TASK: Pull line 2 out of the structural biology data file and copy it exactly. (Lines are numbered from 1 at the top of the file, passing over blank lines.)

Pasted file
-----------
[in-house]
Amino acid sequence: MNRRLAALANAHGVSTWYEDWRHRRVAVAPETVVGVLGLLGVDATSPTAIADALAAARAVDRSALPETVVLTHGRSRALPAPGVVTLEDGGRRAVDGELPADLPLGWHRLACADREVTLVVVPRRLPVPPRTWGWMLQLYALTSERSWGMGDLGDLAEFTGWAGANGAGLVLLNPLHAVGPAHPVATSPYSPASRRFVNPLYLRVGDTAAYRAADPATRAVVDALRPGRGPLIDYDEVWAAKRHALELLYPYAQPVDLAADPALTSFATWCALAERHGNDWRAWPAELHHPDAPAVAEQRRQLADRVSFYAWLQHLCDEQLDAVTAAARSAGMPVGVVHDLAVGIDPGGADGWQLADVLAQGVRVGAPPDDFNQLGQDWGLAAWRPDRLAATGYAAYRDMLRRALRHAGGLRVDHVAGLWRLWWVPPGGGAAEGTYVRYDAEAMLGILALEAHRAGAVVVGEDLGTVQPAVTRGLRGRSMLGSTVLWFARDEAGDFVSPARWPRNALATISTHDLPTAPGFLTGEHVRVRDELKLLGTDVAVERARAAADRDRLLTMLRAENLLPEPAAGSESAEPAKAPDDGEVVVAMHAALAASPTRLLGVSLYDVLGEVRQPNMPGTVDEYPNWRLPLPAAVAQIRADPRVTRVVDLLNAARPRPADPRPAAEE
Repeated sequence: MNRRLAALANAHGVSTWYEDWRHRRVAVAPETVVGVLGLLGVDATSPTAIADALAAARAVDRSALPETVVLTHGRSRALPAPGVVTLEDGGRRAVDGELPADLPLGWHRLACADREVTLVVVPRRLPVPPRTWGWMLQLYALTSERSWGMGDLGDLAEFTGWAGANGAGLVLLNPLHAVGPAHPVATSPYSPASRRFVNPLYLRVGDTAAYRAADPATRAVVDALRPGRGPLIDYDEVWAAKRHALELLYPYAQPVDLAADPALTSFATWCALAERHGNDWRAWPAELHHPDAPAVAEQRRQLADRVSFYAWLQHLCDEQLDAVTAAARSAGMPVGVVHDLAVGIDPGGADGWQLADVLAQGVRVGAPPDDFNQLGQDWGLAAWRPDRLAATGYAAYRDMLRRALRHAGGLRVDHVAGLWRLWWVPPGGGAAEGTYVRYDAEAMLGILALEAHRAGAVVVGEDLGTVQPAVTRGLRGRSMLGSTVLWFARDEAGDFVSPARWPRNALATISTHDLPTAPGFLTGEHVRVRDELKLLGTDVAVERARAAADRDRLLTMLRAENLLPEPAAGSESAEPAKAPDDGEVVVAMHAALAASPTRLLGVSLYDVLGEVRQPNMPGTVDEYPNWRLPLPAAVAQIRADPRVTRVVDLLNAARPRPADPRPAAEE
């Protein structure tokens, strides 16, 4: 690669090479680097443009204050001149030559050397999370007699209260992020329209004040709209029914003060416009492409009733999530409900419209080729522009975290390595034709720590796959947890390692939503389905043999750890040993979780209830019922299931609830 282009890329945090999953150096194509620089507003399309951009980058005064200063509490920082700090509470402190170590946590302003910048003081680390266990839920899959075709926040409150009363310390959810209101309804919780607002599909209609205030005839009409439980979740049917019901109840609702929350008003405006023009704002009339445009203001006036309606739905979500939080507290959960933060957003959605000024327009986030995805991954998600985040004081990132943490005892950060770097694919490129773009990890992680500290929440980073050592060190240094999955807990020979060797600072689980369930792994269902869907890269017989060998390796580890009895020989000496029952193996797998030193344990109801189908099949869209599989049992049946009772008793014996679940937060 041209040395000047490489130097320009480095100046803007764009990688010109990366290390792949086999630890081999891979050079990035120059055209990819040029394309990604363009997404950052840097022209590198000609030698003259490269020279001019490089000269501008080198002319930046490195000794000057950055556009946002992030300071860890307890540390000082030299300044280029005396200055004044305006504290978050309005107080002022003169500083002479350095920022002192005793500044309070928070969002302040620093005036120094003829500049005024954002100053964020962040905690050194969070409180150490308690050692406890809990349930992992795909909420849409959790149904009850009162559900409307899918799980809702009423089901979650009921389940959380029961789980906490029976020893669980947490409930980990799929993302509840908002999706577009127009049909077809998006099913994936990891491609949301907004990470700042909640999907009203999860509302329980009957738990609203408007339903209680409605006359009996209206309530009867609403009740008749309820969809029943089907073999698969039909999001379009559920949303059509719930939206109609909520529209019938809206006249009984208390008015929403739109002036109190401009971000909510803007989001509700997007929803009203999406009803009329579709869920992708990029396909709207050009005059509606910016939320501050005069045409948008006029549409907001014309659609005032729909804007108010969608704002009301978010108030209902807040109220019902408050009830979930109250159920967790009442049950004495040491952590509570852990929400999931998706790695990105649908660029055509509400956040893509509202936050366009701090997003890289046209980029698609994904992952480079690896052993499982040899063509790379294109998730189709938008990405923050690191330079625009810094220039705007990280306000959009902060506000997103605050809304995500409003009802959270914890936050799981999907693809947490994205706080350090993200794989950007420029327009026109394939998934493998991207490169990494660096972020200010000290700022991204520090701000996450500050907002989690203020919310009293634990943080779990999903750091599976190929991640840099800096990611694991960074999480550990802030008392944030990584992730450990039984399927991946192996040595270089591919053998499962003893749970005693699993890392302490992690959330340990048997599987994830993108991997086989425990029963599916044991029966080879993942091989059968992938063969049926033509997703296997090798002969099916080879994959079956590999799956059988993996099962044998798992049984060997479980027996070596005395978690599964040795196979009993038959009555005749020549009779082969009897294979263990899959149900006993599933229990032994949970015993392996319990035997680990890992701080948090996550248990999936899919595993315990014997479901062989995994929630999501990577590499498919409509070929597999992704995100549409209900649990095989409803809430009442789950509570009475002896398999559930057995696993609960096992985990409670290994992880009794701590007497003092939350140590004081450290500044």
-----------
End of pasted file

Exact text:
Amino acid sequence: MNRRLAALANAHGVSTWYEDWRHRRVAVAPETVVGVLGLLGVDATSPTAIADALAAARAVDRSALPETVVLTHGRSRALPAPGVVTLEDGGRRAVDGELPADLPLGWHRLACADREVTLVVVPRRLPVPPRTWGWMLQLYALTSERSWGMGDLGDLAEFTGWAGANGAGLVLLNPLHAVGPAHPVATSPYSPASRRFVNPLYLRVGDTAAYRAADPATRAVVDALRPGRGPLIDYDEVWAAKRHALELLYPYAQPVDLAADPALTSFATWCALAERHGNDWRAWPAELHHPDAPAVAEQRRQLADRVSFYAWLQHLCDEQLDAVTAAARSAGMPVGVVHDLAVGIDPGGADGWQLADVLAQGVRVGAPPDDFNQLGQDWGLAAWRPDRLAATGYAAYRDMLRRALRHAGGLRVDHVAGLWRLWWVPPGGGAAEGTYVRYDAEAMLGILALEAHRAGAVVVGEDLGTVQPAVTRGLRGRSMLGSTVLWFARDEAGDFVSPARWPRNALATISTHDLPTAPGFLTGEHVRVRDELKLLGTDVAVERARAAADRDRLLTMLRAENLLPEPAAGSESAEPAKAPDDGEVVVAMHAALAASPTRLLGVSLYDVLGEVRQPNMPGTVDEYPNWRLPLPAAVAQIRADPRVTRVVDLLNAARPRPADPRPAAEE